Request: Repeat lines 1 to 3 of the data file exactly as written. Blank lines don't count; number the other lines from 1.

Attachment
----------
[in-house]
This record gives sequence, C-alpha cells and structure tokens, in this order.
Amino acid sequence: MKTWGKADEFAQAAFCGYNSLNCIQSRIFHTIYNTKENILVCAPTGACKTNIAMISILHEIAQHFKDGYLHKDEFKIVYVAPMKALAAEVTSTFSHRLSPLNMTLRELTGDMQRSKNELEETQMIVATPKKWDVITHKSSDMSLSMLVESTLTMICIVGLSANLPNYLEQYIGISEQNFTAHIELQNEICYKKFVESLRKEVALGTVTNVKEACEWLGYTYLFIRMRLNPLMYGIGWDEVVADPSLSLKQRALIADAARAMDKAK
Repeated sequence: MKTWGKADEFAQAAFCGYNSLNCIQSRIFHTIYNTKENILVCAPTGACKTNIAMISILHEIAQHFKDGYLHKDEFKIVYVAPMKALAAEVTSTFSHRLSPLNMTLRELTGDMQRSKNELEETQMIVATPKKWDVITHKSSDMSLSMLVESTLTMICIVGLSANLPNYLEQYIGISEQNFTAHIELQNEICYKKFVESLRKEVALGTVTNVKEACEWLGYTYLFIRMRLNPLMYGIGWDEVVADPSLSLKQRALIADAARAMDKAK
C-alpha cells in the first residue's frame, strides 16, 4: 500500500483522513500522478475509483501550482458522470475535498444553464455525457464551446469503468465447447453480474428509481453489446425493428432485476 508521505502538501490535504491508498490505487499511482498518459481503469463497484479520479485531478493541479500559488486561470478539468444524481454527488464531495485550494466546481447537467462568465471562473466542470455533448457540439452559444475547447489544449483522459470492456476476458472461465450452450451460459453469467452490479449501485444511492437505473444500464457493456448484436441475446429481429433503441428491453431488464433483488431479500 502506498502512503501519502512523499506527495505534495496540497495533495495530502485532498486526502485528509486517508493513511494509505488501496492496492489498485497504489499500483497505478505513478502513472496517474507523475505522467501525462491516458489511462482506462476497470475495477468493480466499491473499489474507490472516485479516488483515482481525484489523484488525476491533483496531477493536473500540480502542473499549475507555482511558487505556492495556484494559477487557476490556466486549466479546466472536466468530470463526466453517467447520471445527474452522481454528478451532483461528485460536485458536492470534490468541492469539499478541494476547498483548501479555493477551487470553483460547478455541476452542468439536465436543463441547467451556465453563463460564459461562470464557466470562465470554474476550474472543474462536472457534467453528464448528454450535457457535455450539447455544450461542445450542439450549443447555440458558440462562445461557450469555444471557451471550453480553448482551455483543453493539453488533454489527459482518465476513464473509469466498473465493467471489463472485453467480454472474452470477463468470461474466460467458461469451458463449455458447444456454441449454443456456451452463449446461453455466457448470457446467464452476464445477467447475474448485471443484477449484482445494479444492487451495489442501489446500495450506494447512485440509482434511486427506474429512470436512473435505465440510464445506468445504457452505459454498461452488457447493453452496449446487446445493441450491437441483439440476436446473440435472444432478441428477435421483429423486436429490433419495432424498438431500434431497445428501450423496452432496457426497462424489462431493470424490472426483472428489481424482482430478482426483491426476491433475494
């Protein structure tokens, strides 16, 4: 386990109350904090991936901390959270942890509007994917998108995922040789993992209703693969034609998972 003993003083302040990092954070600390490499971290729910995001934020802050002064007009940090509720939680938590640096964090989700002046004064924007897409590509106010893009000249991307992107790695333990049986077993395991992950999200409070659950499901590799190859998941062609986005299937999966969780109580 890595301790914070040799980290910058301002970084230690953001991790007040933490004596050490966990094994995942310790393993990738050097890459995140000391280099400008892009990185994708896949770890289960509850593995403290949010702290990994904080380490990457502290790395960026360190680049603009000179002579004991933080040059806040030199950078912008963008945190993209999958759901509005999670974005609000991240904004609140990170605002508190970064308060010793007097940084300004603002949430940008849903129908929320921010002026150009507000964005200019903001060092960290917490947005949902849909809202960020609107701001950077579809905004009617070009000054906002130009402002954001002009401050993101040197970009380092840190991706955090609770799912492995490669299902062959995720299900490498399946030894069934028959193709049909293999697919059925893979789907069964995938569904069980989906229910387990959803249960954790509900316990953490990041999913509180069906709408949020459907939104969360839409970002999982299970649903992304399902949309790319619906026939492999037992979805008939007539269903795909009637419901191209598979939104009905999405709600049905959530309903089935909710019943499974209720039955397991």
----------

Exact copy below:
[in-house]
This record gives sequence, C-alpha cells and structure tokens, in this order.
Amino acid sequence: MKTWGKADEFAQAAFCGYNSLNCIQSRIFHTIYNTKENILVCAPTGACKTNIAMISILHEIAQHFKDGYLHKDEFKIVYVAPMKALAAEVTSTFSHRLSPLNMTLRELTGDMQRSKNELEETQMIVATPKKWDVITHKSSDMSLSMLVESTLTMICIVGLSANLPNYLEQYIGISEQNFTAHIELQNEICYKKFVESLRKEVALGTVTNVKEACEWLGYTYLFIRMRLNPLMYGIGWDEVVADPSLSLKQRALIADAARAMDKAK